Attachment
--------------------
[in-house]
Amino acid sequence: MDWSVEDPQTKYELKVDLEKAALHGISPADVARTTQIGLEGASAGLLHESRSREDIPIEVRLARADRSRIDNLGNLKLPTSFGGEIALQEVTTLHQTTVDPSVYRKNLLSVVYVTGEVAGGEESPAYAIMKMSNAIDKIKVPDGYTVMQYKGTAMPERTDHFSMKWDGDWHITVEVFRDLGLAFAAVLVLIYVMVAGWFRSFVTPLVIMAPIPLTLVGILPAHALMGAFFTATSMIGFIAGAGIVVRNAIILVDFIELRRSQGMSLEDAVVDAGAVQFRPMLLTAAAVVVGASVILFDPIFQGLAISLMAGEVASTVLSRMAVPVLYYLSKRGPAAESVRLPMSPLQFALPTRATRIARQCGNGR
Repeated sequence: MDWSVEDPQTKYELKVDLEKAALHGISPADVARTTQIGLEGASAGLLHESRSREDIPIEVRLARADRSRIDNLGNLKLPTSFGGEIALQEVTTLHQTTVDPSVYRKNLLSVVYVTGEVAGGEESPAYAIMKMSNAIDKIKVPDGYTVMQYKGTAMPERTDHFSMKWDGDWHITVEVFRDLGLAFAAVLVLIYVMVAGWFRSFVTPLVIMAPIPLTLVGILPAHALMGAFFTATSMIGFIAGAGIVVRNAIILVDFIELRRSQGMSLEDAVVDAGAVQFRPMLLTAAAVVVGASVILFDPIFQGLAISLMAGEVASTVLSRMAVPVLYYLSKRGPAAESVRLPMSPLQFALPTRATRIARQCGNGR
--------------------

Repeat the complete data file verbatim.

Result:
[in-house]
Amino acid sequence: MDWSVEDPQTKYELKVDLEKAALHGISPADVARTTQIGLEGASAGLLHESRSREDIPIEVRLARADRSRIDNLGNLKLPTSFGGEIALQEVTTLHQTTVDPSVYRKNLLSVVYVTGEVAGGEESPAYAIMKMSNAIDKIKVPDGYTVMQYKGTAMPERTDHFSMKWDGDWHITVEVFRDLGLAFAAVLVLIYVMVAGWFRSFVTPLVIMAPIPLTLVGILPAHALMGAFFTATSMIGFIAGAGIVVRNAIILVDFIELRRSQGMSLEDAVVDAGAVQFRPMLLTAAAVVVGASVILFDPIFQGLAISLMAGEVASTVLSRMAVPVLYYLSKRGPAAESVRLPMSPLQFALPTRATRIARQCGNGR
Repeated sequence: MDWSVEDPQTKYELKVDLEKAALHGISPADVARTTQIGLEGASAGLLHESRSREDIPIEVRLARADRSRIDNLGNLKLPTSFGGEIALQEVTTLHQTTVDPSVYRKNLLSVVYVTGEVAGGEESPAYAIMKMSNAIDKIKVPDGYTVMQYKGTAMPERTDHFSMKWDGDWHITVEVFRDLGLAFAAVLVLIYVMVAGWFRSFVTPLVIMAPIPLTLVGILPAHALMGAFFTATSMIGFIAGAGIVVRNAIILVDFIELRRSQGMSLEDAVVDAGAVQFRPMLLTAAAVVVGASVILFDPIFQGLAISLMAGEVASTVLSRMAVPVLYYLSKRGPAAESVRLPMSPLQFALPTRATRIARQCGNGR